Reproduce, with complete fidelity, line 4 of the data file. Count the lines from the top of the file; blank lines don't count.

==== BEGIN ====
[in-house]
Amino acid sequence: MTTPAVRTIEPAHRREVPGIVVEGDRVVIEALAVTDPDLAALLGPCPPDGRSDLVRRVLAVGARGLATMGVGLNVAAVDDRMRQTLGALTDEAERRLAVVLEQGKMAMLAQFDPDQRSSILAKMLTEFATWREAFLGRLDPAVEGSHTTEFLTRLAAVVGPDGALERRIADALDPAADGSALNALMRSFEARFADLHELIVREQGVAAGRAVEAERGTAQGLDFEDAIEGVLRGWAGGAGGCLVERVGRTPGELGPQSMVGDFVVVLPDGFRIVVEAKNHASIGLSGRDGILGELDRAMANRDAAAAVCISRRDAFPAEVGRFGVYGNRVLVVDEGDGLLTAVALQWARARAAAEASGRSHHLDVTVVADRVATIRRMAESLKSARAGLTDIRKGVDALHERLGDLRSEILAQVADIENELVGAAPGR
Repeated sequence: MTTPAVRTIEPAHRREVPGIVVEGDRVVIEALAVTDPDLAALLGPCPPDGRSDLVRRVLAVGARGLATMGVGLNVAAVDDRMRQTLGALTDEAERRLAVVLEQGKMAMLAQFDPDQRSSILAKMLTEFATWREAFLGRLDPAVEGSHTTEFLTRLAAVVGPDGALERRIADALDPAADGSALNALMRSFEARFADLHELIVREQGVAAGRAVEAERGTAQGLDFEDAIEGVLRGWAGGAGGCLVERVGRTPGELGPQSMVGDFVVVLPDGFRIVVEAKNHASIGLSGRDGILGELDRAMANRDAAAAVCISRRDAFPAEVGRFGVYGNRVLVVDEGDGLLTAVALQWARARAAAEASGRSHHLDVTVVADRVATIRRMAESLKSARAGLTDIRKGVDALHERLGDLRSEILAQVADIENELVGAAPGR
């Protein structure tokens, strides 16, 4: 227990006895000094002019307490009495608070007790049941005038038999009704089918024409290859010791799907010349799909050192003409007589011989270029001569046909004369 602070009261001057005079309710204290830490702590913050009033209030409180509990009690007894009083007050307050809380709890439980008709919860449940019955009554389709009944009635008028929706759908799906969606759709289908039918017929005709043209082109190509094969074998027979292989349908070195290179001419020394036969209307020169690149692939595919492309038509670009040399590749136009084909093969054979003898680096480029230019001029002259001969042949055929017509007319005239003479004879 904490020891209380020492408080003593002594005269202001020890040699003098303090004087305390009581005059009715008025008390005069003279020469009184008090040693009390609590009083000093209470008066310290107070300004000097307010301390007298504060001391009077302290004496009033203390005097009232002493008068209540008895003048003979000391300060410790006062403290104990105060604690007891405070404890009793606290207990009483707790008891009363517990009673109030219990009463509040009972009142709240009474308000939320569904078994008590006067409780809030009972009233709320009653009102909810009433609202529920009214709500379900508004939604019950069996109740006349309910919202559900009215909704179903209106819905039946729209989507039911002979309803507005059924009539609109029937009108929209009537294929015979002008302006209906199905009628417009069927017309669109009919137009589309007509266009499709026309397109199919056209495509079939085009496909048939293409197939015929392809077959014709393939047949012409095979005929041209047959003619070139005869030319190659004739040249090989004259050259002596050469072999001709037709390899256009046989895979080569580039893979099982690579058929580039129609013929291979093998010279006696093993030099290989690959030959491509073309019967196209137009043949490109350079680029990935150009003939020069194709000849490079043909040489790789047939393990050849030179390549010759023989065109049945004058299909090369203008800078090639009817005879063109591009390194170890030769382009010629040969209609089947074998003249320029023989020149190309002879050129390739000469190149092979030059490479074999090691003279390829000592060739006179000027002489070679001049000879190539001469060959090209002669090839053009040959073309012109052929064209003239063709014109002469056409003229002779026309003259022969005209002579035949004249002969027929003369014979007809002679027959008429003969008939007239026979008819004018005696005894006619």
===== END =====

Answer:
């Protein structure tokens, strides 16, 4: 227990006895000094002019307490009495608070007790049941005038038999009704089918024409290859010791799907010349799909050192003409007589011989270029001569046909004369 602070009261001057005079309710204290830490702590913050009033209030409180509990009690007894009083007050307050809380709890439980008709919860449940019955009554389709009944009635008028929706759908799906969606759709289908039918017929005709043209082109190509094969074998027979292989349908070195290179001419020394036969209307020169690149692939595919492309038509670009040399590749136009084909093969054979003898680096480029230019001029002259001969042949055929017509007319005239003479004879 904490020891209380020492408080003593002594005269202001020890040699003098303090004087305390009581005059009715008025008390005069003279020469009184008090040693009390609590009083000093209470008066310290107070300004000097307010301390007298504060001391009077302290004496009033203390005097009232002493008068209540008895003048003979000391300060410790006062403290104990105060604690007891405070404890009793606290207990009483707790008891009363517990009673109030219990009463509040009972009142709240009474308000939320569904078994008590006067409780809030009972009233709320009653009102909810009433609202529920009214709500379900508004939604019950069996109740006349309910919202559900009215909704179903209106819905039946729209989507039911002979309803507005059924009539609109029937009108929209009537294929015979002008302006209906199905009628417009069927017309669109009919137009589309007509266009499709026309397109199919056209495509079939085009496909048939293409197939015929392809077959014709393939047949012409095979005929041209047959003619070139005869030319190659004739040249090989004259050259002596050469072999001709037709390899256009046989895979080569580039893979099982690579058929580039129609013929291979093998010279006696093993030099290989690959030959491509073309019967196209137009043949490109350079680029990935150009003939020069194709000849490079043909040489790789047939393990050849030179390549010759023989065109049945004058299909090369203008800078090639009817005879063109591009390194170890030769382009010629040969209609089947074998003249320029023989020149190309002879050129390739000469190149092979030059490479074999090691003279390829000592060739006179000027002489070679001049000879190539001469060959090209002669090839053009040959073309012109052929064209003239063709014109002469056409003229002779026309003259022969005209002579035949004249002969027929003369014979007809002679027959008429003969008939007239026979008819004018005696005894006619």